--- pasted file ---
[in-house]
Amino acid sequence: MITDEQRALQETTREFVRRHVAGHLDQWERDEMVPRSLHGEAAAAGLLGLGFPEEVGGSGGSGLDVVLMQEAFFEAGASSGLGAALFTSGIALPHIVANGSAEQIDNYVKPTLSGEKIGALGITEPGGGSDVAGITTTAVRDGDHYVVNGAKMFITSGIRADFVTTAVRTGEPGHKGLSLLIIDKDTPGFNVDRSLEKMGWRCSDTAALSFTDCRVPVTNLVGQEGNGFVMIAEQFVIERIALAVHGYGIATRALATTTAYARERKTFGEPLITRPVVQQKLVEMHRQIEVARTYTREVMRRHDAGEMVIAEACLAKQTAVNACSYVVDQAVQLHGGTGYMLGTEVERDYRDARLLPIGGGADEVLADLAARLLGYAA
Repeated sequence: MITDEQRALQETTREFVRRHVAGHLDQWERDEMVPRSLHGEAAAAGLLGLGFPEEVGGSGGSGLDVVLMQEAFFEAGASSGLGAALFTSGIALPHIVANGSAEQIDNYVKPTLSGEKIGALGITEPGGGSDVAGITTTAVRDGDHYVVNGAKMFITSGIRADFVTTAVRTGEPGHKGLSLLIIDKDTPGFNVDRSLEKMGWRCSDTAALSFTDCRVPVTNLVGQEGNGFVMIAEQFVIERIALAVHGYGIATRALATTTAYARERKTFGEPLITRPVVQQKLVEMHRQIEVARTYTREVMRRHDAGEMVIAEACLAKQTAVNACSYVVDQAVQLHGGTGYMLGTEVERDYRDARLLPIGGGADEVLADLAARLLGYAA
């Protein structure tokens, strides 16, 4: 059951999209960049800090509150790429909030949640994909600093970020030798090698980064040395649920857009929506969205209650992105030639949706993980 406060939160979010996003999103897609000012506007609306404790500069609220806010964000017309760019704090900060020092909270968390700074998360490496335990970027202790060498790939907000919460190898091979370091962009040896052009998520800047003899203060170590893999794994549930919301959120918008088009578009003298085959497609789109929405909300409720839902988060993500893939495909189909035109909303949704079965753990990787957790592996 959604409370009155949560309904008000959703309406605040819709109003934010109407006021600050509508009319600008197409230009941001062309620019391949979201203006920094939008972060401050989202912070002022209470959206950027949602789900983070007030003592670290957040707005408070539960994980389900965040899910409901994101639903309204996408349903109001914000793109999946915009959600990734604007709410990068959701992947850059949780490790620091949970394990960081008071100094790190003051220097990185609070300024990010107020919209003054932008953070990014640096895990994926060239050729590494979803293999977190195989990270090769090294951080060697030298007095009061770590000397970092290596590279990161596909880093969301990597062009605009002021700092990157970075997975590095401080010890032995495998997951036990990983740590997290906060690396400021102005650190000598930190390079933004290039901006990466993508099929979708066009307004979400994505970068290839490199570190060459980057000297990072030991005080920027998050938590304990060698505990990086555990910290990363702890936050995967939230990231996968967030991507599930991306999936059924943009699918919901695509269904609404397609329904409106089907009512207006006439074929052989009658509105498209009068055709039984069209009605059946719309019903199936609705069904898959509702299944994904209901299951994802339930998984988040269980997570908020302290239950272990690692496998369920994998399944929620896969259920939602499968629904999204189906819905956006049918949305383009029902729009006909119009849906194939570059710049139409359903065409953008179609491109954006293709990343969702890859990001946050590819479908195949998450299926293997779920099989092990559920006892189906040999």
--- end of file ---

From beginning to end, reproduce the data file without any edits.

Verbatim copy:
[in-house]
Amino acid sequence: MITDEQRALQETTREFVRRHVAGHLDQWERDEMVPRSLHGEAAAAGLLGLGFPEEVGGSGGSGLDVVLMQEAFFEAGASSGLGAALFTSGIALPHIVANGSAEQIDNYVKPTLSGEKIGALGITEPGGGSDVAGITTTAVRDGDHYVVNGAKMFITSGIRADFVTTAVRTGEPGHKGLSLLIIDKDTPGFNVDRSLEKMGWRCSDTAALSFTDCRVPVTNLVGQEGNGFVMIAEQFVIERIALAVHGYGIATRALATTTAYARERKTFGEPLITRPVVQQKLVEMHRQIEVARTYTREVMRRHDAGEMVIAEACLAKQTAVNACSYVVDQAVQLHGGTGYMLGTEVERDYRDARLLPIGGGADEVLADLAARLLGYAA
Repeated sequence: MITDEQRALQETTREFVRRHVAGHLDQWERDEMVPRSLHGEAAAAGLLGLGFPEEVGGSGGSGLDVVLMQEAFFEAGASSGLGAALFTSGIALPHIVANGSAEQIDNYVKPTLSGEKIGALGITEPGGGSDVAGITTTAVRDGDHYVVNGAKMFITSGIRADFVTTAVRTGEPGHKGLSLLIIDKDTPGFNVDRSLEKMGWRCSDTAALSFTDCRVPVTNLVGQEGNGFVMIAEQFVIERIALAVHGYGIATRALATTTAYARERKTFGEPLITRPVVQQKLVEMHRQIEVARTYTREVMRRHDAGEMVIAEACLAKQTAVNACSYVVDQAVQLHGGTGYMLGTEVERDYRDARLLPIGGGADEVLADLAARLLGYAA
């Protein structure tokens, strides 16, 4: 059951999209960049800090509150790429909030949640994909600093970020030798090698980064040395649920857009929506969205209650992105030639949706993980 406060939160979010996003999103897609000012506007609306404790500069609220806010964000017309760019704090900060020092909270968390700074998360490496335990970027202790060498790939907000919460190898091979370091962009040896052009998520800047003899203060170590893999794994549930919301959120918008088009578009003298085959497609789109929405909300409720839902988060993500893939495909189909035109909303949704079965753990990787957790592996 959604409370009155949560309904008000959703309406605040819709109003934010109407006021600050509508009319600008197409230009941001062309620019391949979201203006920094939008972060401050989202912070002022209470959206950027949602789900983070007030003592670290957040707005408070539960994980389900965040899910409901994101639903309204996408349903109001914000793109999946915009959600990734604007709410990068959701992947850059949780490790620091949970394990960081008071100094790190003051220097990185609070300024990010107020919209003054932008953070990014640096895990994926060239050729590494979803293999977190195989990270090769090294951080060697030298007095009061770590000397970092290596590279990161596909880093969301990597062009605009002021700092990157970075997975590095401080010890032995495998997951036990990983740590997290906060690396400021102005650190000598930190390079933004290039901006990466993508099929979708066009307004979400994505970068290839490199570190060459980057000297990072030991005080920027998050938590304990060698505990990086555990910290990363702890936050995967939230990231996968967030991507599930991306999936059924943009699918919901695509269904609404397609329904409106089907009512207006006439074929052989009658509105498209009068055709039984069209009605059946719309019903199936609705069904898959509702299944994904209901299951994802339930998984988040269980997570908020302290239950272990690692496998369920994998399944929620896969259920939602499968629904999204189906819905956006049918949305383009029902729009006909119009849906194939570059710049139409359903065409953008179609491109954006293709990343969702890859990001946050590819479908195949998450299926293997779920099989092990559920006892189906040999």